This week I decided to look at some of the different videos of people sprinting. I was initially going to just analyze a video of myself sprinting but am kind of lacking footage since I have not been able to do a ton of running. As a result I decided to look at different videos that can be found online. I decided to look at Usain Bolt since he has had so much success in the 100m and 200m sprint. I watched his races in the Rio and London Olympics and then looked to see what made his races so special. The biggest thing I noticed was how his deceleration phase seemed to be nonexistent. While the rest of the field seems to slow down he just seems to go faster. I know that he is probably slowing down just not as much as every other athlete on the track. That is when he walks away from the field. In the blocks his hips are up, creating that straight line down his back, and you can see him explode off the line with that first step driving his knee forward. As he stands up through the transition phase into the acceleration phase his cadence seems to increase. His arms are precise and working to create extra momentum to carry him down the track. The work is done in front of his body with his knee coming through then his foot kicking out to meet the track then releasing the track shortly past his body so he can kick his foot up and around and back out. This allows his cadence to increase decreasing the amount of time spent on every stride.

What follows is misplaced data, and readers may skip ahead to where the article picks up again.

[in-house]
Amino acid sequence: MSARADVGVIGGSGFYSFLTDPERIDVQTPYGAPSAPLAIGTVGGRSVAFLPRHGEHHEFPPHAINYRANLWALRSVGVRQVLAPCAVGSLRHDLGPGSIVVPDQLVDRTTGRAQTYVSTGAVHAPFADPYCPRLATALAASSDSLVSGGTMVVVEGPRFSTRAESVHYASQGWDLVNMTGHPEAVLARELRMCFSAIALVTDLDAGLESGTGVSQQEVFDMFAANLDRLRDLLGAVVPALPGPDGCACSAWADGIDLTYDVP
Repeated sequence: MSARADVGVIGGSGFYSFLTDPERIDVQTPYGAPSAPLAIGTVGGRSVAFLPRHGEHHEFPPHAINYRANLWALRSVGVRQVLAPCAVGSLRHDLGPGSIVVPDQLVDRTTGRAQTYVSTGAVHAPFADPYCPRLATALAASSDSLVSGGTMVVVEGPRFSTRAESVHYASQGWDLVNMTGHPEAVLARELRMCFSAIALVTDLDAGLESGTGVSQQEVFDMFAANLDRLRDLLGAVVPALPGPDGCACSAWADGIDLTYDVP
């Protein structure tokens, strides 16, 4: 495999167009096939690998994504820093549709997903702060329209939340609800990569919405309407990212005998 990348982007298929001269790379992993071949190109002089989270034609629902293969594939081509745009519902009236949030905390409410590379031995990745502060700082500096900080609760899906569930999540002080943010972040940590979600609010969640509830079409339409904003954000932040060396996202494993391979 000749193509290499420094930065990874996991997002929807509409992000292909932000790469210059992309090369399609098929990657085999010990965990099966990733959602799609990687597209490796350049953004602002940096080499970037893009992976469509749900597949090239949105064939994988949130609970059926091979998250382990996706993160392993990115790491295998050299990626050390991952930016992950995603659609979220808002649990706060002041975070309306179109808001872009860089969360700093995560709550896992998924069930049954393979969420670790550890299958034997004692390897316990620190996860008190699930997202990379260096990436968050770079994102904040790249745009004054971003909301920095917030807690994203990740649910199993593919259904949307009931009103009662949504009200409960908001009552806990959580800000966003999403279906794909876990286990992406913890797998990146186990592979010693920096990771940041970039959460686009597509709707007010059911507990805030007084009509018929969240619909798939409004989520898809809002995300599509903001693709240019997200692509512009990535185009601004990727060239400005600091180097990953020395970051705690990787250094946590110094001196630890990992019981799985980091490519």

It was eye opening and a great guide to see what the ultimate 100m sprint looks like. I also know that using Usain Bolt as a comparison to my students is not realistic for he has had years of practice whereas my students will be lucky to have done one or two 100m sprints in their life. I know from the peer tutoring I did in high school some students struggle to just run never mind specializing their stride. I will have to pick and choose which parts of the stride I want my students to focus on but at least now I know what it is supposed to look like and how important the different parts of the strides are to producing speed.